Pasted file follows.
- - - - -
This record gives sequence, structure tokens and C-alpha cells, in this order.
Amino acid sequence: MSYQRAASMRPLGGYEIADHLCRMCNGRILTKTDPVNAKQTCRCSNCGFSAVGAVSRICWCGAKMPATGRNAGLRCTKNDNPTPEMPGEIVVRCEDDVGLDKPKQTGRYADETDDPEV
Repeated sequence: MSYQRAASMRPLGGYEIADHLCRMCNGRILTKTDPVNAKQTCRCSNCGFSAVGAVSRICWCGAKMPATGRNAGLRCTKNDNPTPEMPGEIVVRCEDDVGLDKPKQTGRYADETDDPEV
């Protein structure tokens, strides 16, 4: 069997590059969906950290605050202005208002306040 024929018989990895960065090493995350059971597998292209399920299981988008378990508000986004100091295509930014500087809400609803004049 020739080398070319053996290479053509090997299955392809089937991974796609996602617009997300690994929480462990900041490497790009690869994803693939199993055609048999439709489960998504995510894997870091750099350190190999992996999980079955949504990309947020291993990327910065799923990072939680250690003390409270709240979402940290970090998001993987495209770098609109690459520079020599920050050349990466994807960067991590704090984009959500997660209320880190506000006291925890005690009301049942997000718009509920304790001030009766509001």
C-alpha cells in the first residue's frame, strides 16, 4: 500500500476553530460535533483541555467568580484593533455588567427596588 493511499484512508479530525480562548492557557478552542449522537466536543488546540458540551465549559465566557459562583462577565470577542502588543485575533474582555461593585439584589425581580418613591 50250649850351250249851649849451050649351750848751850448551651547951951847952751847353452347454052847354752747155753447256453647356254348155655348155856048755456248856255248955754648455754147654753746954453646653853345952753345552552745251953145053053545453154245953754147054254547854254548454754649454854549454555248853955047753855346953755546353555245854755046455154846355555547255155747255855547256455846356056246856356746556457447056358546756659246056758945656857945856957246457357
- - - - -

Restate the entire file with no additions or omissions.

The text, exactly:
This record gives sequence, structure tokens and C-alpha cells, in this order.
Amino acid sequence: MSYQRAASMRPLGGYEIADHLCRMCNGRILTKTDPVNAKQTCRCSNCGFSAVGAVSRICWCGAKMPATGRNAGLRCTKNDNPTPEMPGEIVVRCEDDVGLDKPKQTGRYADETDDPEV
Repeated sequence: MSYQRAASMRPLGGYEIADHLCRMCNGRILTKTDPVNAKQTCRCSNCGFSAVGAVSRICWCGAKMPATGRNAGLRCTKNDNPTPEMPGEIVVRCEDDVGLDKPKQTGRYADETDDPEV
């Protein structure tokens, strides 16, 4: 069997590059969906950290605050202005208002306040 024929018989990895960065090493995350059971597998292209399920299981988008378990508000986004100091295509930014500087809400609803004049 020739080398070319053996290479053509090997299955392809089937991974796609996602617009997300690994929480462990900041490497790009690869994803693939199993055609048999439709489960998504995510894997870091750099350190190999992996999980079955949504990309947020291993990327910065799923990072939680250690003390409270709240979402940290970090998001993987495209770098609109690459520079020599920050050349990466994807960067991590704090984009959500997660209320880190506000006291925890005690009301049942997000718009509920304790001030009766509001």
C-alpha cells in the first residue's frame, strides 16, 4: 500500500476553530460535533483541555467568580484593533455588567427596588 493511499484512508479530525480562548492557557478552542449522537466536543488546540458540551465549559465566557459562583462577565470577542502588543485575533474582555461593585439584589425581580418613591 50250649850351250249851649849451050649351750848751850448551651547951951847952751847353452347454052847354752747155753447256453647356254348155655348155856048755456248856255248955754648455754147654753746954453646653853345952753345552552745251953145053053545453154245953754147054254547854254548454754649454854549454555248853955047753855346953755546353555245854755046455154846355555547255155747255855547256455846356056246856356746556457447056358546756659246056758945656857945856957246457357